Maybe I missed the memo. I sure hope I did. Maybe there are groups of journalists trained by my alma mater, Columbia University Graduate School of Journalism in New York City, who are taking a stance against censorship and propaganda. In any case, the vast majority in my alumni network either promote it, are on board with it or keep silent on the matter. I’ve spoken out about this before, but the more time passes the more awkward and deafening the silence becomes.
Some things in the world are inherently wrong. Censorship and propaganda are two examples. These phenomena occur continuously in different forms throughout history, however, my generation has been able to witness from up close a steady and alarming increase since we graduated a little more than a decade ago.
I went into journalism because I love making information available to people. I left journalism shortly after graduation to work in the translation industry and today I’m devoting most of my time to motherhood. Last year, however, I could not contain myself any longer. Almost NOBODY in The Netherlands was bringing news. Facts. Stories on what’s going on in the world. Empirical notes from reporters who respect epistemology. Pieces that inform instead of telling you what to think. For this reason I started supporting new, independent journalism.
Meanwhile, I saw my old Ivy League colleagues, who often have tens of thousands of followers and work for the world’s biggest media brands, ridiculing Trump voters, publishing suggestive, colored articles based upon unproven axioma’s, I saw them openly expressing their own personal fear and promoting new medications — actions which are all inherently unethical in the reporting profession.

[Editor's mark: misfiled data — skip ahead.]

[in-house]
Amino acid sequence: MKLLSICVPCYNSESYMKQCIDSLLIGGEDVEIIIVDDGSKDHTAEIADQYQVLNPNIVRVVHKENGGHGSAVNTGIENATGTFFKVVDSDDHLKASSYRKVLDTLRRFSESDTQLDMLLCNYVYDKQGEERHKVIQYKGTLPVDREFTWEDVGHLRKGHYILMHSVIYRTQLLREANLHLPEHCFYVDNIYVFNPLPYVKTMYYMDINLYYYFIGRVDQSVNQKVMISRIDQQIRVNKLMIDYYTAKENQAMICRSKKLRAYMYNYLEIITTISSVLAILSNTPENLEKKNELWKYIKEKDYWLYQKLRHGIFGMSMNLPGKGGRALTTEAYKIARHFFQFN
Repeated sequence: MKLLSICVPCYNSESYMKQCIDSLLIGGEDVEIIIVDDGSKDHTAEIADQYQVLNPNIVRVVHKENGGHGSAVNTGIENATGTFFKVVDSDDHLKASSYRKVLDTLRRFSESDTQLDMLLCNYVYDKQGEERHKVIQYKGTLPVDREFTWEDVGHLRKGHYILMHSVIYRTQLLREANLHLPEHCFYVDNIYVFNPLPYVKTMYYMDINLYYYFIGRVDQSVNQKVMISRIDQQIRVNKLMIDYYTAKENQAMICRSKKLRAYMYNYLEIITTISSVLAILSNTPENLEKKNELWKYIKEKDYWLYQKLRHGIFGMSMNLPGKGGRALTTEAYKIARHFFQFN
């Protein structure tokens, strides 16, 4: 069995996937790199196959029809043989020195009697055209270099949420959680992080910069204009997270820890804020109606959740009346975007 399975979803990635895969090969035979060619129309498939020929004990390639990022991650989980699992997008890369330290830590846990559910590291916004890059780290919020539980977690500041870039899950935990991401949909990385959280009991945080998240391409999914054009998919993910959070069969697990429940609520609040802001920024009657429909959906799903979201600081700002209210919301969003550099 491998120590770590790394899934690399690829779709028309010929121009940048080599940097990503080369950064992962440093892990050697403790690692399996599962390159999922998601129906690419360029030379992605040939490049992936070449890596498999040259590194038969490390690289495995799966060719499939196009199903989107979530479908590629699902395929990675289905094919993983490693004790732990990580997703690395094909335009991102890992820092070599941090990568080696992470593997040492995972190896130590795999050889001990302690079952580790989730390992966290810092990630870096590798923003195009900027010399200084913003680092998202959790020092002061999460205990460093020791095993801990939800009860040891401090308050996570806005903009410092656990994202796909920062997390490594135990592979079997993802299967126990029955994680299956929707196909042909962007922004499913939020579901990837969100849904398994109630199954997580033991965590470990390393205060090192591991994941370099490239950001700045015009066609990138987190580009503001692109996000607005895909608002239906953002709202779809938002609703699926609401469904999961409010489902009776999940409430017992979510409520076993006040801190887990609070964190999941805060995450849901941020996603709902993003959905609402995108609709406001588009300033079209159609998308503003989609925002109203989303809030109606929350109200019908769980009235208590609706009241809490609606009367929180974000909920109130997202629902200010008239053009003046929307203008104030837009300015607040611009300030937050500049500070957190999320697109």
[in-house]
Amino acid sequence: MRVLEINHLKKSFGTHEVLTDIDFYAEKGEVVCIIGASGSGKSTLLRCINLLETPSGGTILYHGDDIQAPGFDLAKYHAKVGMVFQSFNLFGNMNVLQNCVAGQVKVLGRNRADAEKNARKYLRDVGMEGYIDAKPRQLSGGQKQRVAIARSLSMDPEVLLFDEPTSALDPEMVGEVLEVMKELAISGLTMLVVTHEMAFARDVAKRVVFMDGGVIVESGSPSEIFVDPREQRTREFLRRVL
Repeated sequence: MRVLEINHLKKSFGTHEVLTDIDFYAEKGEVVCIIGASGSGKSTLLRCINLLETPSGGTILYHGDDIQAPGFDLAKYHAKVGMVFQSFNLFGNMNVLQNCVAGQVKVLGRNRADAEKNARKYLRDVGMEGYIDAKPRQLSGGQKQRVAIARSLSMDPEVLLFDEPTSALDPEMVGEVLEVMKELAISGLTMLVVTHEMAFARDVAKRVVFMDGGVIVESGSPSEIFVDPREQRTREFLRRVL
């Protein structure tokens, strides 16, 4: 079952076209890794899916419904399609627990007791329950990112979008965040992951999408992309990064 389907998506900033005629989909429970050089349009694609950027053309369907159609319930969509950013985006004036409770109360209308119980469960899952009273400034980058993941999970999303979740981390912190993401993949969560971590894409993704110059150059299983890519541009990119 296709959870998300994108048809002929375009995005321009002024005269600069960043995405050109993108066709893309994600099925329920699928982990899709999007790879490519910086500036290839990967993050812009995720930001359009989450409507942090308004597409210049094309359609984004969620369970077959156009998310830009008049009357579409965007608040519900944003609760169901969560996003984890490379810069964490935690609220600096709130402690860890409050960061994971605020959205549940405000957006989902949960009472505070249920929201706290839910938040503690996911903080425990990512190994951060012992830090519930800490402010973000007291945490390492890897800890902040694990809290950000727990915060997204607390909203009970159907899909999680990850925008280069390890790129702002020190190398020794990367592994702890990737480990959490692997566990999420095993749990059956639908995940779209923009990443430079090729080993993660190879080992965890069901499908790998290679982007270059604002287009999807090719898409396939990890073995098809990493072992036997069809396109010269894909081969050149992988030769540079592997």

I contacted each of the colleagues and professors above to share my concerns: Reporters should be humble and not take sides. As Ivy League graduates, they told us at graduation, we carry responsibility. They blocked me, unfriended me, insulted me or otherwise avoided any type of debate. Smart, highly accomplished professionals who are not only unwilling to exchange views with their peers, but who ridicule them. Things are simple though. We all learned this at Columbia: some things are inherently unethical. So-called ‘unprecedented events’ do not change that, on the contrary.
I am not a reporter. I don’t have a big audience, nor do I want that. I am just helping out here in my tiny country of The Netherlands, to build new media outlets. For the future of my kid and yours. Freedom of information has been my passion since childhood. Like Edward Snowden I was born in 1984, and I vividly remember the ascent of the internet the way he described it in his most recent book. Access to information is a universal human right.
Propaganda is being fueled by the media’s countless conflicts of interest. Censorship is being fueled by the delusional idea that any human or algorithm can possess superior fact-checking powers; that there is a patent on truth that must be defended.
Dear influential reporters in my network: please remember that you owe your job to the readers and the readers only. Hardworking readers from all walks of life who need an overview of the facts you’ve found so that they can think for themselves. That is the goal of journalism.